Humanosity asks….Question: What does Conservative MP Jacob Rees-Mogg, Brexit financier Arron Banks and right-wing media owners Sir David and Sir Frederick Barclay, all leading Brexiteers, have in common?
You might think the answer is simple; they’re all hugely influential pro-Leave backers. But the reality is far more sinister. All of the aforementioned personalities were caught up in the Paradise Papers leak in 2017.
In this article the authors go through the Paradise Papers which were a huge cache of records on those who held accounts in tax havens. The leak contained in excess of 1,400GB of data which contained around 13.4 million documents. The leaked data covers seven decades, from 1950 to 2016.
Alongside the Panama Papers which were another huge leak of data on who was involved in tax havens, the Paradise Papers detail the offshore financial dealings of “hundreds of politicians, multinationals, celebrities and high-net-worth individuals, some of them household names, have been revealed”.
To give you an example of the Brexiteers who appear in the papers the article says the following.
Rees-Mogg, who took up the position of Leader of the House of Commons under Boris Johnson’s administration, was found to have pocketed $680,000 while working for an offshore investment firm. While Aaron Banks, who donated £8.5 million to Nigel Farage and his campaign to leave Europe, is part owner of a bank on the Isle of Man which turns over millions of pounds a year. The Barclay brothers, owners of the Daily Telegraph, were found to have interests in Bermuda-based Reid Finance Ltd, and both Andrea Leadsom’s husband and brother-in-law were caught up in the scandal.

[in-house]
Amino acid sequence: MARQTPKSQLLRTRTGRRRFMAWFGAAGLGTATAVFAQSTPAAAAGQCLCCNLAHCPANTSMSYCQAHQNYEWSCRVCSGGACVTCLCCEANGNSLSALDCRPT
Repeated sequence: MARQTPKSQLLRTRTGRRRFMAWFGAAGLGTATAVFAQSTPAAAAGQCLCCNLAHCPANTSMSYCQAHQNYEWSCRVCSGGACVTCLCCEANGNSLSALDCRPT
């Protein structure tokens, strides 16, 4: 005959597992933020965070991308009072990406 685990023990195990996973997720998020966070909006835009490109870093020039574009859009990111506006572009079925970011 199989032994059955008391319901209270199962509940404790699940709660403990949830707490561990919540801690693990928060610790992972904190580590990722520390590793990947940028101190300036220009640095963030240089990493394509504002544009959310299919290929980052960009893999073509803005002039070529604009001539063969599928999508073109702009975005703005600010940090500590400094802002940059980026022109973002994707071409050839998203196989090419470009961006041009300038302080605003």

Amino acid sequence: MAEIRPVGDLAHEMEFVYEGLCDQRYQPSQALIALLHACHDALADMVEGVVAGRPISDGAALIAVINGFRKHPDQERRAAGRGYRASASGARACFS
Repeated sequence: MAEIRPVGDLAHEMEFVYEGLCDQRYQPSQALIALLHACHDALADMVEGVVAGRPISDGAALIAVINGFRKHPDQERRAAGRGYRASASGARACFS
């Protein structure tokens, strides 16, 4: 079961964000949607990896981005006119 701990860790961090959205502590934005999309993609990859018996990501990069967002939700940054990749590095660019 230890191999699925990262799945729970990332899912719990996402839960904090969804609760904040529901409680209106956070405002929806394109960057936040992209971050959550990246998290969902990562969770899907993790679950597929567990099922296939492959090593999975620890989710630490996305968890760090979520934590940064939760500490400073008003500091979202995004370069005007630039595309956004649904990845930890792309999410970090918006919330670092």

The link with Brexit is based on the fact that in January 2020 the European Union is going to enact a law that will force anyone with offshore accounts and investments to fully reveal the details. This will have serious implications for those involved in tax avoidance and evasion.
The UK government, in the hands of the Conservatives, unsuccessfully tried to oppose the EU’s adoption of this policy. As the article states:
Although there’s nothing new in finding high-profile political personalities with scrupulous financial pasts, it does raise a question over their motivations for leaving the European Union. It would make life for those with significant offshore wealth far more complicated, which is perhaps the motivation for keeping the UK at arms-length ahead of impending EU legislation?